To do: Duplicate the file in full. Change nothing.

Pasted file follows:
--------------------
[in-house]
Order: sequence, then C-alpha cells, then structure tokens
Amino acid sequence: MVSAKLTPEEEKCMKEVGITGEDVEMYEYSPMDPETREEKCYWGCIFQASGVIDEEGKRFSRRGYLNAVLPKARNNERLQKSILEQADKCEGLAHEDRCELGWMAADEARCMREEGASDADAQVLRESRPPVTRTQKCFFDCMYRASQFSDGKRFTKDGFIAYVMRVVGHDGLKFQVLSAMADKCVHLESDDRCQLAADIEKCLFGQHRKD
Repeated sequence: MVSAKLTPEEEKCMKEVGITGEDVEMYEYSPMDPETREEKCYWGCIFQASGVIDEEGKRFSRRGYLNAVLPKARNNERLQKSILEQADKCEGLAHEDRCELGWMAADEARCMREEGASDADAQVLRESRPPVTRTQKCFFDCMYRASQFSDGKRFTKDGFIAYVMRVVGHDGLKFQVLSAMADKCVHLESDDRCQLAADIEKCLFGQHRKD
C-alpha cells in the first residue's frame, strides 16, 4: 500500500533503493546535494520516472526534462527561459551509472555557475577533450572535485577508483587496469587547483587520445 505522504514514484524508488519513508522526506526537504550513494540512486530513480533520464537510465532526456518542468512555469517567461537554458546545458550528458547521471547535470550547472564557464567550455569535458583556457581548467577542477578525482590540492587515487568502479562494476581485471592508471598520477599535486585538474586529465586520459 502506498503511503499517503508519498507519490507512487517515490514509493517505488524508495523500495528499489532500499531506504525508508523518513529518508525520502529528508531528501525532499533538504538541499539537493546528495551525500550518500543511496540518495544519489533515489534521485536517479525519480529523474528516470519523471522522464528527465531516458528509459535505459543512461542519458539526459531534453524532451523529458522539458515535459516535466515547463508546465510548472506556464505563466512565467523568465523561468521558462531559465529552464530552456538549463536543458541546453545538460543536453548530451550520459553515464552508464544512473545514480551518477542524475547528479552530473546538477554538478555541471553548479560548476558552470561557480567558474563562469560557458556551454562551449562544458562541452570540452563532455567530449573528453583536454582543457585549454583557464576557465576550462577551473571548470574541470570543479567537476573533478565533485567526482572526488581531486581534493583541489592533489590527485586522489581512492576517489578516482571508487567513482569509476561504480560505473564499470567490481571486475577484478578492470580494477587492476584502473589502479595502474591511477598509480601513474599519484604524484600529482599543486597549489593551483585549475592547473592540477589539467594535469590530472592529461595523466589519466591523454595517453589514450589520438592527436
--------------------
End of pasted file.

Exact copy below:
[in-house]
Order: sequence, then C-alpha cells, then structure tokens
Amino acid sequence: MVSAKLTPEEEKCMKEVGITGEDVEMYEYSPMDPETREEKCYWGCIFQASGVIDEEGKRFSRRGYLNAVLPKARNNERLQKSILEQADKCEGLAHEDRCELGWMAADEARCMREEGASDADAQVLRESRPPVTRTQKCFFDCMYRASQFSDGKRFTKDGFIAYVMRVVGHDGLKFQVLSAMADKCVHLESDDRCQLAADIEKCLFGQHRKD
Repeated sequence: MVSAKLTPEEEKCMKEVGITGEDVEMYEYSPMDPETREEKCYWGCIFQASGVIDEEGKRFSRRGYLNAVLPKARNNERLQKSILEQADKCEGLAHEDRCELGWMAADEARCMREEGASDADAQVLRESRPPVTRTQKCFFDCMYRASQFSDGKRFTKDGFIAYVMRVVGHDGLKFQVLSAMADKCVHLESDDRCQLAADIEKCLFGQHRKD
C-alpha cells in the first residue's frame, strides 16, 4: 500500500533503493546535494520516472526534462527561459551509472555557475577533450572535485577508483587496469587547483587520445 505522504514514484524508488519513508522526506526537504550513494540512486530513480533520464537510465532526456518542468512555469517567461537554458546545458550528458547521471547535470550547472564557464567550455569535458583556457581548467577542477578525482590540492587515487568502479562494476581485471592508471598520477599535486585538474586529465586520459 502506498503511503499517503508519498507519490507512487517515490514509493517505488524508495523500495528499489532500499531506504525508508523518513529518508525520502529528508531528501525532499533538504538541499539537493546528495551525500550518500543511496540518495544519489533515489534521485536517479525519480529523474528516470519523471522522464528527465531516458528509459535505459543512461542519458539526459531534453524532451523529458522539458515535459516535466515547463508546465510548472506556464505563466512565467523568465523561468521558462531559465529552464530552456538549463536543458541546453545538460543536453548530451550520459553515464552508464544512473545514480551518477542524475547528479552530473546538477554538478555541471553548479560548476558552470561557480567558474563562469560557458556551454562551449562544458562541452570540452563532455567530449573528453583536454582543457585549454583557464576557465576550462577551473571548470574541470570543479567537476573533478565533485567526482572526488581531486581534493583541489592533489590527485586522489581512492576517489578516482571508487567513482569509476561504480560505473564499470567490481571486475577484478578492470580494477587492476584502473589502479595502474591511477598509480601513474599519484604524484600529482599543486597549489593551483585549475592547473592540477589539467594535469590530472592529461595523466589519466591523454595517453589514450589520438592527436